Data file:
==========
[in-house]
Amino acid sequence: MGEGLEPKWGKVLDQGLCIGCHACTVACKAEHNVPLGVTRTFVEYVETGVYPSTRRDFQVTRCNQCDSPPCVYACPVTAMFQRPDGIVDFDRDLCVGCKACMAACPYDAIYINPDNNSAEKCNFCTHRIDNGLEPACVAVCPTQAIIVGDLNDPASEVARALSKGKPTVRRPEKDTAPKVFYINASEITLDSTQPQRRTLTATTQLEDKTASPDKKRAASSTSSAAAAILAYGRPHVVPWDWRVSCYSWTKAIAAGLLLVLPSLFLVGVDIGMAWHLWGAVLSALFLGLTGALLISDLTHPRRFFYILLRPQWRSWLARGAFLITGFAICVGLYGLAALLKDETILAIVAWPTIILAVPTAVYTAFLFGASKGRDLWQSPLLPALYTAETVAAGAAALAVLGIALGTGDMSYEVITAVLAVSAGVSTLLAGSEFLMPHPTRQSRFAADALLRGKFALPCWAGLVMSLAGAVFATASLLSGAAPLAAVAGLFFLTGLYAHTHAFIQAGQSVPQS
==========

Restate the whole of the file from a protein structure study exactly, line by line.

[in-house]
Amino acid sequence: MGEGLEPKWGKVLDQGLCIGCHACTVACKAEHNVPLGVTRTFVEYVETGVYPSTRRDFQVTRCNQCDSPPCVYACPVTAMFQRPDGIVDFDRDLCVGCKACMAACPYDAIYINPDNNSAEKCNFCTHRIDNGLEPACVAVCPTQAIIVGDLNDPASEVARALSKGKPTVRRPEKDTAPKVFYINASEITLDSTQPQRRTLTATTQLEDKTASPDKKRAASSTSSAAAAILAYGRPHVVPWDWRVSCYSWTKAIAAGLLLVLPSLFLVGVDIGMAWHLWGAVLSALFLGLTGALLISDLTHPRRFFYILLRPQWRSWLARGAFLITGFAICVGLYGLAALLKDETILAIVAWPTIILAVPTAVYTAFLFGASKGRDLWQSPLLPALYTAETVAAGAAALAVLGIALGTGDMSYEVITAVLAVSAGVSTLLAGSEFLMPHPTRQSRFAADALLRGKFALPCWAGLVMSLAGAVFATASLLSGAAPLAAVAGLFFLTGLYAHTHAFIQAGQSVPQS